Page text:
AS the price of chicken and other commodities continue to increase amid global supply and logistic challenges occasioned by the novel coronavirus pandemic, Jamaica Broiler Group Limited (JBG) said it is considering strategies to absorb some of the cost currently being passed to consumers.
Speaking at this week’s Mayberry Investor Forum, Christopher Levy, president and CEO of JBG, said that as the issue of price increases remains a big concern for consumers due to significant run-ups in main feed inputs such as corn and soy, the company was looking at ways to best address growing anxiety from customers. Though at the preliminary stage, he said that discussions are being held to come up with viable solutions.
“I think that there is a very broad challenge facing the world in terms of availability of not only just raw materials, but also logistical capacity to get things done. Right now in terms of the cost of chicken, it’s moving up aggressively but as this year rolls down we’re hoping to see a peaking, a softening in the market. We have not yet figured out a solution to the corn problem just yet but we are working on it,” he said.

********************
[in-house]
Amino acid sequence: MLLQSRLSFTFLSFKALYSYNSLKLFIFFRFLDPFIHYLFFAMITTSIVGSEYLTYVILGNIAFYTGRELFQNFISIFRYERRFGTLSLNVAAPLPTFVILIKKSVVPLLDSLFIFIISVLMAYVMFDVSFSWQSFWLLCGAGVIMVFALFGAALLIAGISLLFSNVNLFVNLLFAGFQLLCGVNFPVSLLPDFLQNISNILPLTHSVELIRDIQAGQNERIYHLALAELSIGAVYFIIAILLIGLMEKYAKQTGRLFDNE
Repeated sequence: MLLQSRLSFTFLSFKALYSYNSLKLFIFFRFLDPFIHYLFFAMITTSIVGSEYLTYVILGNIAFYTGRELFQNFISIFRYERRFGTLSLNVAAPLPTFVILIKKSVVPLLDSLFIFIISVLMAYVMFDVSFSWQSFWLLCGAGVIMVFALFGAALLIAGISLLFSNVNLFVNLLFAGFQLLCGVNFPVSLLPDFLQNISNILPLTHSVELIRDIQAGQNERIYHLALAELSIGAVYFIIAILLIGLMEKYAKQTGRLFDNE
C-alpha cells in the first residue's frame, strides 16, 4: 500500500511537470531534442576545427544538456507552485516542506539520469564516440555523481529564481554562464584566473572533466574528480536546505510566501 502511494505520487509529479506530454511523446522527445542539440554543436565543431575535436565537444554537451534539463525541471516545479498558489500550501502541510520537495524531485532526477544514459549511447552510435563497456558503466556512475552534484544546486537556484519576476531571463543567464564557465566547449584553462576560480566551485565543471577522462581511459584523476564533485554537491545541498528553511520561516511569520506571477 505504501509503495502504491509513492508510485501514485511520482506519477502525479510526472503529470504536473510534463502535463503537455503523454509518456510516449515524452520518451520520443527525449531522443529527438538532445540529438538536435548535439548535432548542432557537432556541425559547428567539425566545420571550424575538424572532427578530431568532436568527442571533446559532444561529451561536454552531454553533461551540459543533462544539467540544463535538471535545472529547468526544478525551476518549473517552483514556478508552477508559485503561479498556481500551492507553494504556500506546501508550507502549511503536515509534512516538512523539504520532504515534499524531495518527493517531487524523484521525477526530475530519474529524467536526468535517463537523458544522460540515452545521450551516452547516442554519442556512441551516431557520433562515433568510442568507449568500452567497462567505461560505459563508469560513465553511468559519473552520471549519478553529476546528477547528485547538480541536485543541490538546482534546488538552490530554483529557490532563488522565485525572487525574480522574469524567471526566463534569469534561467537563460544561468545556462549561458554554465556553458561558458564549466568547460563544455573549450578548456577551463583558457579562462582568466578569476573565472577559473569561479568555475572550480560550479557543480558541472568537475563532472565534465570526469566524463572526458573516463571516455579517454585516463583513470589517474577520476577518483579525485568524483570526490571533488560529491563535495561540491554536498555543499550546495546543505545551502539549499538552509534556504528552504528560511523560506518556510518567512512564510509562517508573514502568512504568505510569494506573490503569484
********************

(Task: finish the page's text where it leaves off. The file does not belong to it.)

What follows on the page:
The company, which has benefited from the increases along with efficient cost containment fixes, rebounded from the initial fallout of the pandemic, growing net profits by 64 per cent to total $1.8 billion and revenues by two per cent to $41.3 billion at the end of its nine-month period ended in January. Shareholders’ equity during the period also grew to $18.1 billion, with earnings per share of $1.50 and total assets valued at $47 billion.
Eyeing a positive recovery of tourism and an influx of tourists to the island, Levy in his outlook said that he was hopeful for more good results from the company this year.
As to the other two regions in which the group operates, Levy said the company was more intent on going after other acquisitions in the lucrative US market from which it already secured some 38 per cent of its sales. JBG currently operates a poultry processing plant in South Carolina along with a feed mill located in Georgia, which was acquired last year.
“Growth in the US will be needle moving growth for us as opposed to Jamaica which is more focused on cash flow growth, therefore, opportunities [there] will have to be very strategic,” he said.
As for its Haiti operation which recorded a segment loss of $23.3 million during the nine-month period, the president and CEO said that the social and political unrest in that country continues to affect growth as well as the level of investment which could be made in the business. He further noted that the company’s decision to increase shareholdings in that business segment largely stemmed from an existing agreement made with shareholders.
“Haiti is in a very difficult spot right now and as such, I don’t see it as a major needle-mover for us [currently], so it’s more about a containment than expansion strategy there at the moment,” Levy said.